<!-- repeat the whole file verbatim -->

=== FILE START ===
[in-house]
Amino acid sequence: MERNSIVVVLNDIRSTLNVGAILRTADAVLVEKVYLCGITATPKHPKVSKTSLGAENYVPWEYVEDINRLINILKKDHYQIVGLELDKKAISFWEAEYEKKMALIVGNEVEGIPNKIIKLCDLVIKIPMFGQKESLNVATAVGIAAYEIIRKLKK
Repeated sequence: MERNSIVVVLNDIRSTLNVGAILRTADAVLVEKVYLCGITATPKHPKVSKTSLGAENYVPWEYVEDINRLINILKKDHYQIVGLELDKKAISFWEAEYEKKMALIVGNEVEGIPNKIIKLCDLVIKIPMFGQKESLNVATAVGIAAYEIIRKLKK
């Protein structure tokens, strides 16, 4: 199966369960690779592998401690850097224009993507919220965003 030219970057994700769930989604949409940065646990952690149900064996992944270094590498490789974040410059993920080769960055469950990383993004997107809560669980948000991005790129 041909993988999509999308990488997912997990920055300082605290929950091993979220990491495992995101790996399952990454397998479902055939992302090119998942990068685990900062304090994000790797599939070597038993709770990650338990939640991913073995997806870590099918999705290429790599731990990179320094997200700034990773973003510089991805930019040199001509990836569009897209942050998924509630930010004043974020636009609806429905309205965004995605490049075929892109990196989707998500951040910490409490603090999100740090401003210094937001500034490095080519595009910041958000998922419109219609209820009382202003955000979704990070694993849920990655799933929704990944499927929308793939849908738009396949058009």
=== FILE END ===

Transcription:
[in-house]
Amino acid sequence: MERNSIVVVLNDIRSTLNVGAILRTADAVLVEKVYLCGITATPKHPKVSKTSLGAENYVPWEYVEDINRLINILKKDHYQIVGLELDKKAISFWEAEYEKKMALIVGNEVEGIPNKIIKLCDLVIKIPMFGQKESLNVATAVGIAAYEIIRKLKK
Repeated sequence: MERNSIVVVLNDIRSTLNVGAILRTADAVLVEKVYLCGITATPKHPKVSKTSLGAENYVPWEYVEDINRLINILKKDHYQIVGLELDKKAISFWEAEYEKKMALIVGNEVEGIPNKIIKLCDLVIKIPMFGQKESLNVATAVGIAAYEIIRKLKK
């Protein structure tokens, strides 16, 4: 199966369960690779592998401690850097224009993507919220965003 030219970057994700769930989604949409940065646990952690149900064996992944270094590498490789974040410059993920080769960055469950990383993004997107809560669980948000991005790129 041909993988999509999308990488997912997990920055300082605290929950091993979220990491495992995101790996399952990454397998479902055939992302090119998942990068685990900062304090994000790797599939070597038993709770990650338990939640991913073995997806870590099918999705290429790599731990990179320094997200700034990773973003510089991805930019040199001509990836569009897209942050998924509630930010004043974020636009609806429905309205965004995605490049075929892109990196989707998500951040910490409490603090999100740090401003210094937001500034490095080519595009910041958000998922419109219609209820009382202003955000979704990070694993849920990655799933929704990944499927929308793939849908738009396949058009």